Simplon Pass is relatively high (over 2,000m), yet it’s open year round. They manage this because a lot of the road is covered. Think: tunnels. Because it’s open all year, it’s a major trucking route. In short, Simplon Pass is a complete disaster and the worst mountain pass I climbed. If I had to guess, 7km was covered/tunnels. The tunnels were dark or barely lit, with a raised curb only 8” wide on the side. The road is built like a highway: wide enough for traffic to go very fast. There was not enough light or room for me to ride on the road. Instead, I lifted my bike onto the skinny raised curb, angled it so that the bags wouldn’t hit the tunnel wall, and ran my bike through the tunnels. I would run alongside and push from the road. I turned every light I had on. When I heard a vehicle come into the tunnel (you can’t tell what direction it’s coming from), I would dart in front of my bike, up onto the curb, and plaster myself against the tunnel wall. It wasn’t fun, but I’m not dead, so it worked. Do not cycle Simplon Pass. It should be illegal.

In Zermatt, I went hiking in cycling shoes (I have to keep things interesting). It turns out that cycling shape is not hiking shape, and when I finished my very easy, 3 hour “walk”, my legs were unsteady and quivering. But it’s a small price to pay for getting up close and personal with big mountains.

Most of the work is done for you, because you can take gondolas up to 3,883m, where there is a viewing platform. From here you can see 38 peaks that are higher than 4,000m. I was wearing shorts. There was an open ski hill up there. When people gave my bare legs strange, incredulous looks, I shrugged and mumbled, “Canada”.

A long day and a climb over Grimselpass landed me in Interlaken, which is one of my favourite places. If you ever go, stay at Balmer’s Hostel.

Anything outdoors, you can do in Interlaken, or based out of Interlaken. People raft down the river, swim in the lake, boat all day, hike and rock climb. Paragliders scatter the sky and people jump off the sides of mountains in squirrel suits. You can also just bike lazily, hang in hammocks and drink beers with great views.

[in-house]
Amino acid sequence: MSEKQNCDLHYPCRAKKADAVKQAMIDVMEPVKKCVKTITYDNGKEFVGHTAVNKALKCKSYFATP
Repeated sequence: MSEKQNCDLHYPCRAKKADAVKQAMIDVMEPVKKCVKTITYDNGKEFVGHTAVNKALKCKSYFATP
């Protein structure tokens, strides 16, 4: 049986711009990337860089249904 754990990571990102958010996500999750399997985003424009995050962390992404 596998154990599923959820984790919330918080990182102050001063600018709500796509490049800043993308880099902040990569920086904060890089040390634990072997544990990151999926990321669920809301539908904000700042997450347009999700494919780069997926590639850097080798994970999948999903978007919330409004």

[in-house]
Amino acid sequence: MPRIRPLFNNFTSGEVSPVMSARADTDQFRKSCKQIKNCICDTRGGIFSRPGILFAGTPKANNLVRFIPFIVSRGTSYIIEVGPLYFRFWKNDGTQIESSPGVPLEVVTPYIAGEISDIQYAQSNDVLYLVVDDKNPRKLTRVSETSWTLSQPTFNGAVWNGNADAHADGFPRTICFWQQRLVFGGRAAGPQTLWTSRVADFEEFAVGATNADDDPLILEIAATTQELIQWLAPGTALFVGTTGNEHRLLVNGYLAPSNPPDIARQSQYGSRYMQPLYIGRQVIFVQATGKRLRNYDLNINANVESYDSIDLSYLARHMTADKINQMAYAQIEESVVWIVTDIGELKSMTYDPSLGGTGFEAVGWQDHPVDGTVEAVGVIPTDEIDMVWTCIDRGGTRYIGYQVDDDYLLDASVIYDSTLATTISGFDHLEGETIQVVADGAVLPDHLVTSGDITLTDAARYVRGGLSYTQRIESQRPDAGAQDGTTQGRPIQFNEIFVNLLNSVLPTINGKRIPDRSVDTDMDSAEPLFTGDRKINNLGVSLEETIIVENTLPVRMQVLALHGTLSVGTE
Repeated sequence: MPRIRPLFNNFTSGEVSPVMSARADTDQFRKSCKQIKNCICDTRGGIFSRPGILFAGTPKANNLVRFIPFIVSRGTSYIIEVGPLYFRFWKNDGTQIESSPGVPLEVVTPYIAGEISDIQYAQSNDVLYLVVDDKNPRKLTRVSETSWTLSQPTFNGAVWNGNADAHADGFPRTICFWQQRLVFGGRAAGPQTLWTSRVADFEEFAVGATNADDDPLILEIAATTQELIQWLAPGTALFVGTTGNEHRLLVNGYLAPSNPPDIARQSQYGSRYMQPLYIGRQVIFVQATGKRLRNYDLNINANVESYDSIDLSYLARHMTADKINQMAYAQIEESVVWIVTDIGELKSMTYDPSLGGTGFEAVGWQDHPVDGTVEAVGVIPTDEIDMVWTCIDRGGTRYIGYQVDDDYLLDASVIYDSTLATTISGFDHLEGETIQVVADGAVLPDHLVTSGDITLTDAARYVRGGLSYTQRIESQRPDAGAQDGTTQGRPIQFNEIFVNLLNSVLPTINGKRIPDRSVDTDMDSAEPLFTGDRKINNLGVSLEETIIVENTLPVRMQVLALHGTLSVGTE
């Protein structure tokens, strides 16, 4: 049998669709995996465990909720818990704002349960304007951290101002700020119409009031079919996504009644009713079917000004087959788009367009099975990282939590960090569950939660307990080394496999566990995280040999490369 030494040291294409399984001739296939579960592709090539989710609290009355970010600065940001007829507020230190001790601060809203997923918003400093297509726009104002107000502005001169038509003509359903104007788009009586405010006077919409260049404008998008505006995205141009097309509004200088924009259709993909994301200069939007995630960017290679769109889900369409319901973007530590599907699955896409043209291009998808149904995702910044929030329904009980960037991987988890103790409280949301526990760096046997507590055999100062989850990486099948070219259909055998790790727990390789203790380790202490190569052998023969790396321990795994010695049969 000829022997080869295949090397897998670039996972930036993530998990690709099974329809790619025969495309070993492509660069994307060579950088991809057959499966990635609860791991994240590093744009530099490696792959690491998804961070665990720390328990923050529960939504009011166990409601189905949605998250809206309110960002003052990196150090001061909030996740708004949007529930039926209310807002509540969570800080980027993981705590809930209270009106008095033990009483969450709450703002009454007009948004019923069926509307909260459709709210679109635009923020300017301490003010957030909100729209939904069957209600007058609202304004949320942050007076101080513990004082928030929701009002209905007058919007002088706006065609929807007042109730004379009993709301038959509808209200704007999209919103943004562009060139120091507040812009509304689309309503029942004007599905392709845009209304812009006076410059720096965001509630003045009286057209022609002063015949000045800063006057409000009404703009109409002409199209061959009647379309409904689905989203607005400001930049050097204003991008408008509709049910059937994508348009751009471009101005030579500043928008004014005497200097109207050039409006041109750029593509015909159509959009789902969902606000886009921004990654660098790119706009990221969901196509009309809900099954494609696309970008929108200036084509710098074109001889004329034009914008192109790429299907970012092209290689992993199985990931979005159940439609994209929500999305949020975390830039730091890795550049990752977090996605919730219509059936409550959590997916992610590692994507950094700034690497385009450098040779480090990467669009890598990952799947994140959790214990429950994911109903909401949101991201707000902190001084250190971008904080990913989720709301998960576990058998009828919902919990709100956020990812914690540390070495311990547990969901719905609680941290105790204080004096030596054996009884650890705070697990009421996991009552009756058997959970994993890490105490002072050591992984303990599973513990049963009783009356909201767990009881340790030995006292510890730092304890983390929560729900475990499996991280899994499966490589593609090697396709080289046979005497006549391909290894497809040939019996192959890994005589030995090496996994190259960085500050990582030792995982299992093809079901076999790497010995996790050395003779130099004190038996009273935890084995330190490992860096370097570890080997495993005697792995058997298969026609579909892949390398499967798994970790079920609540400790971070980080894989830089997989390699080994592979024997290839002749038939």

Mountain pass after mountain pass after mountain pass. I have now climbed 39 of them. In the last month I have, on average, completed more than one every day. The combined ascent of these climbs is the equivalent of climbing Mount Everest 9.2 times (if Mount Everest had adequate oxygen levels all the way up). In chronological order, since the last col in France, here they are:

Passo d’Aprica (1,176m), Passo del Tonale (1,884m), Passo della Mendola (1,363m), Passo Lavazè (1,805m), Passo Costalunga (1,752m), Passo di San Pellegrino (1,919m), Passo Valles (2,032m), Passo Fedaia (2,057m), Passo Sella (2,240m), Stelvio (2,760m), Umbrailpass (2,505m), Pass dal Fuorn (2,149m), Julierpass (2,284m), Passo San Bernandino (2,066m), Simplon Pass (2,005m), Grimselpass (2,165m), Brünigpass (1,007m). FUN.

8,015 km after my departure from Reykjavìk, I coasted into the little town of Nänikon, near Zürich. Four months ago this seemed like a distant location and the closer I got to the mountains, the further I realized it was. Even in Luzern, munching raclette, 70 km to go, it seemed like a location I would never get to. Barely out of Reykjavik, shivering in a brutal headwind that I thought could not get any worse (but turns out is just Iceland’s “normal”), four months seemed eternal. But four months flew past and the kilometres went with them.

I’ve camped through hurricane-force winds, slept in snow and wet thundering storms. I have eaten too much Nutella, binged on croissants and baguettes and chowed down so much muesli that I don’t think I can ever eat it again. I’ve stayed with strangers and left as friends. I’ve been completely alone on mountaintops without so much as a cow to keep me company. I know what it feels like to cry on a bike and still not stop pedaling. I’ve gone over 80 kph down mountains, I’ve shot through hypnotizing tunnels so fast it felt like I was playing a racing video game (podracing, perhaps?) and had a few near-death near-misses. I’ve been covered in chain grease and road dirt since the beginning. I’ve crashed once, fallen down a couple times, dropped my bike too many times to count and was always a little bruised. I have tanlines that will put yours to shame.

But I like my ridiculous tanlines. I like my repaired front rack. I like my totaled tent. I love my bike. I love that I have adopted parents all over Europe; this is my kind of networking. I enjoy using shampoo as shampoo, conditioner, soap, shaving cream and laundry detergent. It makes things simple. Of course all of it wasn’t a joy ride, how could that possibly be? The light at the end of the tunnel always starts out small. You have to fight uphill sometimes. You have to earn that exhilarating 60km race down the mountain. You pay for clear skies with storms, and you get through the storms all the same. The road isn’t always straight, but it will get you there… or, somewhere.

I don’t know where I am going next, but I have a backpack and soon enough, probably a plane ticket. Stay tuned!

Cheers from Nänikon, Switzerland.